Where an enterprise provider like Telogis comes into play is then providing the platform that consumes that data and renders it into rich information to be leveraged by their customers. Customers are increasingly looking to OEMs to enable that connected vehicle so that it can be connected into their enterprise, their business, and their overall optimization and management of their fleets.
What was the most challenging part of 2010/2011 for your company and how was it overcome?
We’ve been extremely fortunate to experience considerable growth globally, and with that comes the challenge of scaling to large enterprises, scaling to larger geographies, and the challenges of international expansion.
We’ve met those challenges by staying focused on executing well as a company, and by attracting some of the top talent in enterprise software development who are really on the front lines of serving, supporting and innovating this technology with our customers.
What key topics or issues you are looking at discussing with the industry at Telematics Munich 2011 and why are they important for moving the industry forward?
What we’re going to be interested in is understanding how enterprises are reflecting on what our customers are asking for, which is richer data and more content. It’s also the ability to leverage location in their businesses, to have the vehicle connected, to reduce the number of devices that are in the vehicle, and to provide a platform for innovation within their business.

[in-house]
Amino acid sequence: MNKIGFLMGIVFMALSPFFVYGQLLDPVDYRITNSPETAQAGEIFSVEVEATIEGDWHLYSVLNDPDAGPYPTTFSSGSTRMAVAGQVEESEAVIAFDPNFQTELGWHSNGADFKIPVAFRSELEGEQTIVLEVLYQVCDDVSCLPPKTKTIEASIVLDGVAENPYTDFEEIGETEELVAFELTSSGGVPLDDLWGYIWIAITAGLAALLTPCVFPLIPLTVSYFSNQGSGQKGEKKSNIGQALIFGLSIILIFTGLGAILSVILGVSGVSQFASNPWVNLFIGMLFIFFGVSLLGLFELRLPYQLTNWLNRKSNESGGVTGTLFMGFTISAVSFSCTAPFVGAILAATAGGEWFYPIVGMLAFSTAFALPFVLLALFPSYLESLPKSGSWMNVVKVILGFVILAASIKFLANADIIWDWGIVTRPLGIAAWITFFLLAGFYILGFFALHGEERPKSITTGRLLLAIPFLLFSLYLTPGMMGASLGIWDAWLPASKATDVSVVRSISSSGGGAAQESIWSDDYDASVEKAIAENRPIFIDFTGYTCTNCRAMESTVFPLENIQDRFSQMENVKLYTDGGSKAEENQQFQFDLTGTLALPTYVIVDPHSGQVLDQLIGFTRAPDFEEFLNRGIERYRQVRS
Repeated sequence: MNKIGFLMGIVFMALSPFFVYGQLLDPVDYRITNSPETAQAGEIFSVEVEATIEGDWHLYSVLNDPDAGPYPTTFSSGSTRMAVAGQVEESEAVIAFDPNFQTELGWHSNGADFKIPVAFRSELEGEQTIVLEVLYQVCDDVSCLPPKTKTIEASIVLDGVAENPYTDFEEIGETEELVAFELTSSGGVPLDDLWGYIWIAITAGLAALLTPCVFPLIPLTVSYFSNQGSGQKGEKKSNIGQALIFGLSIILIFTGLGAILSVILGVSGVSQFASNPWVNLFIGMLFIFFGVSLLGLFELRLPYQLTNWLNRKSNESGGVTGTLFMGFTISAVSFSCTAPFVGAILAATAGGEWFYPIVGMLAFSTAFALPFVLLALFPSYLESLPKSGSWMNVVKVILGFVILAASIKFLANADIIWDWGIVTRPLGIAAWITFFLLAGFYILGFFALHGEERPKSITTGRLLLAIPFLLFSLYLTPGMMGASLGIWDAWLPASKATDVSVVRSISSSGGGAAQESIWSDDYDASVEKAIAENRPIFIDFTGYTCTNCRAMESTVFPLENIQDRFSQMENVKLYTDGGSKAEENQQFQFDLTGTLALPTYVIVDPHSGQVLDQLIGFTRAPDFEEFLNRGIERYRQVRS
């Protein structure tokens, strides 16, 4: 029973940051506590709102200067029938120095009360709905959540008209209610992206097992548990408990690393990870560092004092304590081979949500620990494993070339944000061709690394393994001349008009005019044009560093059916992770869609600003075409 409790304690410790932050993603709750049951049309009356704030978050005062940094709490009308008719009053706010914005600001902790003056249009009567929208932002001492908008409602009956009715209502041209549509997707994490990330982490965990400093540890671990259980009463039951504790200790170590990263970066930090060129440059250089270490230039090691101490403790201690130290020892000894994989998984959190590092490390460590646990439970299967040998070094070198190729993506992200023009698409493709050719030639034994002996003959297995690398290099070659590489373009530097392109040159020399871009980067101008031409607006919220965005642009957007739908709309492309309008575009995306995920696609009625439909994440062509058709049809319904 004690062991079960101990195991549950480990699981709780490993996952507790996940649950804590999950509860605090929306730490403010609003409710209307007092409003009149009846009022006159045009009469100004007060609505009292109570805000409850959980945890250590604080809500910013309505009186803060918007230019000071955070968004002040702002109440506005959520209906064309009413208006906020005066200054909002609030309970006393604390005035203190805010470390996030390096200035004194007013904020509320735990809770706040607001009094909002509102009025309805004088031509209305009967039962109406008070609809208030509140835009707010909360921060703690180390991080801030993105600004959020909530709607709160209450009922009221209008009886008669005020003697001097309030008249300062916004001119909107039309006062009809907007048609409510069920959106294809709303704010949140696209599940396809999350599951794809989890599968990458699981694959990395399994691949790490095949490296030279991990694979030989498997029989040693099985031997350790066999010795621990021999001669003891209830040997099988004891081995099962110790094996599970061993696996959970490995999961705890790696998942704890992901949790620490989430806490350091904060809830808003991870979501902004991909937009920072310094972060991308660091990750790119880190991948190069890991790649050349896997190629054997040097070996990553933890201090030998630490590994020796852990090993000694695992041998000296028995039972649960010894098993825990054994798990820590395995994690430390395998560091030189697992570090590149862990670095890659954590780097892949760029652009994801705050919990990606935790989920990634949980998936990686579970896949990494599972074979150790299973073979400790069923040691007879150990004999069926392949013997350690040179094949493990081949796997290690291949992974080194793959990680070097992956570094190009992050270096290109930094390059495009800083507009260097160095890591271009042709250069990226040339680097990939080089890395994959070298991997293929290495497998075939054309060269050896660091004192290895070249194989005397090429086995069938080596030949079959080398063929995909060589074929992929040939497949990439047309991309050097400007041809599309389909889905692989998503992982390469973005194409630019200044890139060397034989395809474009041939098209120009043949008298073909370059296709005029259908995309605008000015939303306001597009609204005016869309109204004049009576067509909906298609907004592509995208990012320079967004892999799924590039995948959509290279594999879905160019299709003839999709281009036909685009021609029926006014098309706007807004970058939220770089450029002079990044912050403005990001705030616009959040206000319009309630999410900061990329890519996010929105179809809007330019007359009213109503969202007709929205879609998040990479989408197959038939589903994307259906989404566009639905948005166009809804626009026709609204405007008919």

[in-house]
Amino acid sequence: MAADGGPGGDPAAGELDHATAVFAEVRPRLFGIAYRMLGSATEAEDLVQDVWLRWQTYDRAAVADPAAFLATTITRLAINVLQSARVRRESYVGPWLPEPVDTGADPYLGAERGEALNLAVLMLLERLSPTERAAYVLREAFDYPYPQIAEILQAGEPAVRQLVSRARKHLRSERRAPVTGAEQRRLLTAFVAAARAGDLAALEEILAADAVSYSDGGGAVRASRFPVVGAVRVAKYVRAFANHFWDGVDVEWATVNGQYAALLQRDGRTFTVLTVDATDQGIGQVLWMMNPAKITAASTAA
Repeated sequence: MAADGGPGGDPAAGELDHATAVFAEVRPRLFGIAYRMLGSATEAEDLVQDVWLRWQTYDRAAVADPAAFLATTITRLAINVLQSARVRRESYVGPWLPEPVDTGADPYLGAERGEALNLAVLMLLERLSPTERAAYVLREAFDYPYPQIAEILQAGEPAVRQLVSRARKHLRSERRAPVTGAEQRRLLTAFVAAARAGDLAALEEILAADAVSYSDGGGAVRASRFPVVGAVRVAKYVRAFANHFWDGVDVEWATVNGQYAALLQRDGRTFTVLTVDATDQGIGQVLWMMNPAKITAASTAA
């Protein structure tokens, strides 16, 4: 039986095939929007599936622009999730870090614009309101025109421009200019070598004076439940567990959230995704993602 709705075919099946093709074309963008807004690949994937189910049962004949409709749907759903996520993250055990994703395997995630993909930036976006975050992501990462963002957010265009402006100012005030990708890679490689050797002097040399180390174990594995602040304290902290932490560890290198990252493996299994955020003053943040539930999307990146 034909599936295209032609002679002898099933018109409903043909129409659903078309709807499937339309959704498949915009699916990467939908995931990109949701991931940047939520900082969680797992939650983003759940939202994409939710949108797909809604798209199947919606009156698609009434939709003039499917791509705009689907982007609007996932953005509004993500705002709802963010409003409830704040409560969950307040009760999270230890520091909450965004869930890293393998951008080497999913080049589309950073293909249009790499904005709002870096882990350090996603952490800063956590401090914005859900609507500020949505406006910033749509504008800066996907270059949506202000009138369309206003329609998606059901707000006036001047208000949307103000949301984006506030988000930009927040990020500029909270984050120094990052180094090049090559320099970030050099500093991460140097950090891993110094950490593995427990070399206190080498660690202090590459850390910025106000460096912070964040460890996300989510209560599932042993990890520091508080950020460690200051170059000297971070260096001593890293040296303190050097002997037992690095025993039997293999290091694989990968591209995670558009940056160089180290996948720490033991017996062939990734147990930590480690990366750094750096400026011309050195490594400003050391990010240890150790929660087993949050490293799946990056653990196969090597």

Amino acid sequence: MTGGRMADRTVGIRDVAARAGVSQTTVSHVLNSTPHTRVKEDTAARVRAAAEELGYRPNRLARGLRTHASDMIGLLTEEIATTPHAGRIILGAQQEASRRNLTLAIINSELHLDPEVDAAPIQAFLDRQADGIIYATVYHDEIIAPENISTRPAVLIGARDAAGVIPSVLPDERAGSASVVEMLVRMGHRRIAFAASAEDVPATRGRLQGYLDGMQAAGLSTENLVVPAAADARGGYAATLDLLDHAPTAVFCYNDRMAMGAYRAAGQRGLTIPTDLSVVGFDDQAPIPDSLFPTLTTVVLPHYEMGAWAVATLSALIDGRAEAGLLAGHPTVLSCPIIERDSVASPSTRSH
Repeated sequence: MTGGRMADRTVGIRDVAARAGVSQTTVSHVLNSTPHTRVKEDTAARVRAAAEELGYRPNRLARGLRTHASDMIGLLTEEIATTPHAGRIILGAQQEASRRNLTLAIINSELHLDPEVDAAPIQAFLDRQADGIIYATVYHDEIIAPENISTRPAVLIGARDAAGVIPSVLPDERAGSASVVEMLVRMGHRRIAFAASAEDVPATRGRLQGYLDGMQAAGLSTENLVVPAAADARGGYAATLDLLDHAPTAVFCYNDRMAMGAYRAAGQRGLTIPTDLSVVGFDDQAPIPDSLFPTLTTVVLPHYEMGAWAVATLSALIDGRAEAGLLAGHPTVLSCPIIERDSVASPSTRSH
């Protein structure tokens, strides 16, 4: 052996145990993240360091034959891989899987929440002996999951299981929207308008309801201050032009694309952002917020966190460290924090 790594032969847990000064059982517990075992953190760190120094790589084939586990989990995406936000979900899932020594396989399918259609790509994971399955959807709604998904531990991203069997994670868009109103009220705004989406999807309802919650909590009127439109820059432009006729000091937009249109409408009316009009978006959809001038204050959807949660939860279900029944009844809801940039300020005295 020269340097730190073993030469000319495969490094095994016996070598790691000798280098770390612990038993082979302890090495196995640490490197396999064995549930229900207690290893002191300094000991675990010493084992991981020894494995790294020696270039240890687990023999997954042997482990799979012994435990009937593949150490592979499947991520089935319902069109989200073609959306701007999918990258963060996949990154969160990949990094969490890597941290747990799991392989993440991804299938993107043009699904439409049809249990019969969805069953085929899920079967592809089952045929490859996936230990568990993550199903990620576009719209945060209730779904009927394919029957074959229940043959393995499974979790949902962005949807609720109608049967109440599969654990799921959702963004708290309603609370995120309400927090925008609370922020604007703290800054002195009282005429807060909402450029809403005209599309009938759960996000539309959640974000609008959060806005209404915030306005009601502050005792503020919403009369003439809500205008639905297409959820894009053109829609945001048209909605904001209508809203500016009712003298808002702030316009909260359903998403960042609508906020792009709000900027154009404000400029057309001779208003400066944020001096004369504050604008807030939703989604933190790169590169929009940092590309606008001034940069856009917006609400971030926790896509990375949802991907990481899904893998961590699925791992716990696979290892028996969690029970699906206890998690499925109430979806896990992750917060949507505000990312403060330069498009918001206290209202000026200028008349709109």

I think the next set of challenges is how to streamline what’s being offered in the vehicle both from OEMs as well as aftermarket that ties in technology like smartphones and allows commercial fleets to connect all of the technology in the vehicle.
At the same time, it has to expose that data within a platform and allow them to optimize and drive towards their objectives with their business and with their fleet. So it’s about reducing redundancy, leveraging richer content, and then exposing that through a platform that allows you to truly act on that information.
The real take here is that you’ve got companies, and some like us, installing aftermarket hardware and then you’ve got three boxes in a vehicle, but none of them are connected. That’s where Telogis can help.
What developments/trends do you see impacting the industry over the next two to five years?
Generally, the market is still laying infrastructure—vehicles are just getting connected now. As more and more connected vehicles exist it lays the groundwork for another layer of value: connected apps.
In commercial telematics this ideally will make the quality of connected capabilities higher than aftermarket.
Enterprises will continue to gravitate towards telematics. It is quickly becoming a must have for large fleets. This will push consolidation further along but should also bring higher quality solutions to the market.
Another interesting trend is the rise of the autonomous car. Look to see a few experiments that are finally serious in this area.